The No.1 Website for Pro Audio
 Search This Thread  Search This Forum  Search Reviews  Search Gear Database  Search Gear for sale  Search Gearslutz Go Advanced
if higher sample rate doesnt matter then why .... Effects Pedals, Units & Accessories
Old 12th October 2011
  #871
Lives for gear
 

Quote:
Originally Posted by swim View Post
I don't really think this requires explanation, as it is pretty much common knowledge.

You gain about 6dB for each 4x increase, and that translates to effectively 1 bit.
1 bit of what and where?

Since you don't answer my questions I can only draw the conclusions that you don't understand this.

I don't need an explanation but to move the discussion forward I need YOU to give an explanation. Simply to show where you are wrong.


Quote:
You are simply wrong about that, and, with all due respect, I do not have a duty or a desire to go 'round and 'round with you on something that you are apparently unwilling to accept, or incapable of understanding.
Oh my! Since you don't offer any substance or arguments what so ever but seem to feed on rudeness and personal attacks I will not spend much more time on you either.


Quote:
Just as an aside, I believe that it would be helpful to your ability to communicate on these forums if you would try to understand the difference between plural and singular nouns and verbs. I'm not trying to be snarky, but you are trying to combatively argue technical topics in an English speaking forum on a frequent basis, so some effort in that area should probably not seem too much trouble for you.
As you seem to understand english is not my native language but I feel I have no problems at all communicating technical issues. It's part of my work and no one complains there. During the ten years or slightly more that I have been participating in various forums I have never had a problem. You are the first that ever complains so maybe this speaks more about you than me?

Something makes me feel that you won't last long under your new moniker, Admins are informed about your trolling, personal attacks and non-constructive posting.


Quote:
As a threshold issue, with regard to your statement, note that the ratio of noise to signal is better for larger signals.
But of course it is.. but that does not matter becasue the noise in modern converters is inaudible. Most listners doesn't even have playback systems or program material that makes the noise audible in well produced 16bit audio.

Quote:
The noise does not set the limit of accuracy or of precision.
Yes, in modern well designed converters the analog noise IS the factor that makes the signal deviates most from "perfect". Lowering quantization noise makes no difference when it is already 20-30dB below the analog noise and the analog noise is well below the threshold of audibility.

Quote:
Frankly, I think you are rather unclear on this entire subject. But, again, I am not the guy who is going to spend page after page explaining things to you just because you have nothing else to do.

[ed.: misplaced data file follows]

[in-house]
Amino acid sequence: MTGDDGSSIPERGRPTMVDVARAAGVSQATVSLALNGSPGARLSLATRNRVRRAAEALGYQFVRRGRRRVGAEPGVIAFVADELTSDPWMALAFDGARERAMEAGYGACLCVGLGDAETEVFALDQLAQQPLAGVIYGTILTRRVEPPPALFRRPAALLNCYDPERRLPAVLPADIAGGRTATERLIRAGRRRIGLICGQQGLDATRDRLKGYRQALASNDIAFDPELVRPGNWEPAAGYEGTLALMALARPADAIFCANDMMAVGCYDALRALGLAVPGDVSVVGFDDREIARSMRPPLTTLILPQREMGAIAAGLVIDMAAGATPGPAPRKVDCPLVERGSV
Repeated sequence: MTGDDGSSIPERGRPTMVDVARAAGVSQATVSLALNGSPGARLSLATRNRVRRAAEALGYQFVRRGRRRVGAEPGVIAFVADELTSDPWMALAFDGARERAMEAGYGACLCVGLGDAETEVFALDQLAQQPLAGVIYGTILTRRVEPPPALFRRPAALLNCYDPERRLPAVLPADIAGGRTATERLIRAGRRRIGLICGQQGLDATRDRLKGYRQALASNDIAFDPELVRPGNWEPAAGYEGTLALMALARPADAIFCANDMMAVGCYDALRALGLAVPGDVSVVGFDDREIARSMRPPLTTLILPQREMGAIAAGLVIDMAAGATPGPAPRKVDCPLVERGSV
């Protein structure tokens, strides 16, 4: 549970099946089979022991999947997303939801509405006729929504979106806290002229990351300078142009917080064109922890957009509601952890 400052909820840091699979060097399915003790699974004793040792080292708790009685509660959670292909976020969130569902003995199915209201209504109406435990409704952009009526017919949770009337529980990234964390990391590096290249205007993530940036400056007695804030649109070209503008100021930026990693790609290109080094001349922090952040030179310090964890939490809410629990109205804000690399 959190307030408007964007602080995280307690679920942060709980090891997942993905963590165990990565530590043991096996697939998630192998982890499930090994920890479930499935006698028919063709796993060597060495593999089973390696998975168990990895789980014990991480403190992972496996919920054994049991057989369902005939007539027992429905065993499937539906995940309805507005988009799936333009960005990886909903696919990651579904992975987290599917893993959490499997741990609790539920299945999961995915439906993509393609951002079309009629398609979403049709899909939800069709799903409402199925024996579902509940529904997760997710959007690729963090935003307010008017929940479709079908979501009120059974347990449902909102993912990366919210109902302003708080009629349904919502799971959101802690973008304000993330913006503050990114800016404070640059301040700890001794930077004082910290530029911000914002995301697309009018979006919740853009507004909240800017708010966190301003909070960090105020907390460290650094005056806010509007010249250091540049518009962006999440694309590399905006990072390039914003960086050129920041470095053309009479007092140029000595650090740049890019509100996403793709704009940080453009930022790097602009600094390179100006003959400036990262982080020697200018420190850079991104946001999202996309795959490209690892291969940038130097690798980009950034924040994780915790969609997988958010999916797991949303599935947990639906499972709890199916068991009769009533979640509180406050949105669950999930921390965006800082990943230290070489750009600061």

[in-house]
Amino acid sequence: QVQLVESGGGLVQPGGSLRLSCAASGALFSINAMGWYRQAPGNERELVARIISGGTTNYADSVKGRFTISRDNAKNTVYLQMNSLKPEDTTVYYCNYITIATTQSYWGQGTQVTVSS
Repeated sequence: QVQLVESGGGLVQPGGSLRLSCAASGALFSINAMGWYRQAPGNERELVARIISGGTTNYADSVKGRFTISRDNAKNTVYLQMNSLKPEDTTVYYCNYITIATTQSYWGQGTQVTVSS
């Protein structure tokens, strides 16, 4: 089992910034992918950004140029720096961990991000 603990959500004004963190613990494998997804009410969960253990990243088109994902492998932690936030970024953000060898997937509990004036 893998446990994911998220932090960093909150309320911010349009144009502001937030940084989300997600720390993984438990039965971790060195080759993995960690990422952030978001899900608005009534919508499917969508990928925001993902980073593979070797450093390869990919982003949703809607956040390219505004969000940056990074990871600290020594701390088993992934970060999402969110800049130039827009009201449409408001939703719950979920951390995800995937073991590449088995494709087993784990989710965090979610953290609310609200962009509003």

It's very obvious just by reading this thread that you need to take a look at yourself. It's there for everyone to see. I have a lot to do actually and will not try to help you understand much more than I already have.


Quote:
That's an absurdity.
Explain to me what is absured about random noise with power well above the power of the quantization error effectivelly shifts harmonically related spectral components into noise. That is what dithering is all about. The lower the level of the noise in relation to the quantization error the more important the spectrum and type of noise.

Get into the game. You're all attitude and no arguments or substance.


Quote:
Sure, man. Whether you realize it or not [you probably don't], what you, and, less glaringly, some others, are actually arguing in favor of is about 12 bit sampling [for contemporary stuff anyway].
No, I'm not arguing for 12bit sampling. Since I never done that I don't see how you can make up such lies and put words in my mouth again.


Quote:
Again with all due respect, I don't really care about your stance or opinion on these matters.
So it's all about the heat and rudenes? You don't care about the actual discussion and moving forward? Since you still spend time "discussing" with me obviously you are a troll.


Quote:
I don't know if it would be meaningful for you. I think it would be meaningful for you to learn more about this topic so that you would not be spreading confusion.
I'm all for learning but how can I learn when you offer no explanations or constructive arguments?

You see in contrast to you, learning and sharing knowledge is why I'm here.

Quote:
Second of all, just as something for you to think about, if you like:

An MRI machine can have the effect of rearranging all of the atoms in a person's body, yet that person may not consciously perceive it while it is happening.
And?


Quote:
IMO, I honestly don't think you are in a position to be changing textbooks.
First of all you should understand that I talk about "we" "us" as in the scientifical and audio engineering community. If someone with golden ears sit in their studio and find out something that is missing in our global understanding of physcis and human perception, then I think "we" should bring it out so everybody can learn from it.

I'm sure you'll find a way twisting that (and most of what I wrote) to something negative.


/Peter
Old 12th October 2011
  #872
Gear Maniac
 

So, I´m kind of some pages late and hadn´t read all the thread, but it strikes me as odd that an "Old Analogue Guy" has studyed with professors 40-50 years ago when there were more professors without PhD and at that time they had lab proof that 192kHz is better than 96kHz....
Old 12th October 2011
  #873
Lives for gear
 
jupiter8's Avatar
 

Quote:
Originally Posted by swim View Post